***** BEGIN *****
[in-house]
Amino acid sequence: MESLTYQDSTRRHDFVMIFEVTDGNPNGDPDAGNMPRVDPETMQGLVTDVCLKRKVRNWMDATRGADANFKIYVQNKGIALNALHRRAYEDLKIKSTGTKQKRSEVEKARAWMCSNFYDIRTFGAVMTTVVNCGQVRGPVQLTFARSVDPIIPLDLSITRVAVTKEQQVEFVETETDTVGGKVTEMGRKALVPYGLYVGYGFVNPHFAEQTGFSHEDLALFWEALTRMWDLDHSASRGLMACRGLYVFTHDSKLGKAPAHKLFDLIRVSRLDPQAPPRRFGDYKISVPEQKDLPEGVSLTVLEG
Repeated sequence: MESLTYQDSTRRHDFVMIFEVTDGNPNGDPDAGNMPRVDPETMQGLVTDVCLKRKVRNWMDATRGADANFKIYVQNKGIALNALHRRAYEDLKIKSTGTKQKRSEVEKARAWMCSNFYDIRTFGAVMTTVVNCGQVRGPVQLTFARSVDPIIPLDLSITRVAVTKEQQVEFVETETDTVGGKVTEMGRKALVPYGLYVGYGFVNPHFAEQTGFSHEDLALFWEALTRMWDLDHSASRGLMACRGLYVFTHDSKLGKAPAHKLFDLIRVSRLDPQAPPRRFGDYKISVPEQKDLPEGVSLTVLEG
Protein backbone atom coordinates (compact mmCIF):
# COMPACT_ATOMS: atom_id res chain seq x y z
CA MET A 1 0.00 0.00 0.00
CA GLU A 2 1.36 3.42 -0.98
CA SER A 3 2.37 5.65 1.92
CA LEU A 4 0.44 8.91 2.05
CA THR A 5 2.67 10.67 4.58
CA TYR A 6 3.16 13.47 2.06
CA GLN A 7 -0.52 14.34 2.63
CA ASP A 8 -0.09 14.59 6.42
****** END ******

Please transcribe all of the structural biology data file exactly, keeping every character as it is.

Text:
[in-house]
Amino acid sequence: MESLTYQDSTRRHDFVMIFEVTDGNPNGDPDAGNMPRVDPETMQGLVTDVCLKRKVRNWMDATRGADANFKIYVQNKGIALNALHRRAYEDLKIKSTGTKQKRSEVEKARAWMCSNFYDIRTFGAVMTTVVNCGQVRGPVQLTFARSVDPIIPLDLSITRVAVTKEQQVEFVETETDTVGGKVTEMGRKALVPYGLYVGYGFVNPHFAEQTGFSHEDLALFWEALTRMWDLDHSASRGLMACRGLYVFTHDSKLGKAPAHKLFDLIRVSRLDPQAPPRRFGDYKISVPEQKDLPEGVSLTVLEG
Repeated sequence: MESLTYQDSTRRHDFVMIFEVTDGNPNGDPDAGNMPRVDPETMQGLVTDVCLKRKVRNWMDATRGADANFKIYVQNKGIALNALHRRAYEDLKIKSTGTKQKRSEVEKARAWMCSNFYDIRTFGAVMTTVVNCGQVRGPVQLTFARSVDPIIPLDLSITRVAVTKEQQVEFVETETDTVGGKVTEMGRKALVPYGLYVGYGFVNPHFAEQTGFSHEDLALFWEALTRMWDLDHSASRGLMACRGLYVFTHDSKLGKAPAHKLFDLIRVSRLDPQAPPRRFGDYKISVPEQKDLPEGVSLTVLEG
Protein backbone atom coordinates (compact mmCIF):
# COMPACT_ATOMS: atom_id res chain seq x y z
CA MET A 1 0.00 0.00 0.00
CA GLU A 2 1.36 3.42 -0.98
CA SER A 3 2.37 5.65 1.92
CA LEU A 4 0.44 8.91 2.05
CA THR A 5 2.67 10.67 4.58
CA TYR A 6 3.16 13.47 2.06
CA GLN A 7 -0.52 14.34 2.63
CA ASP A 8 -0.09 14.59 6.42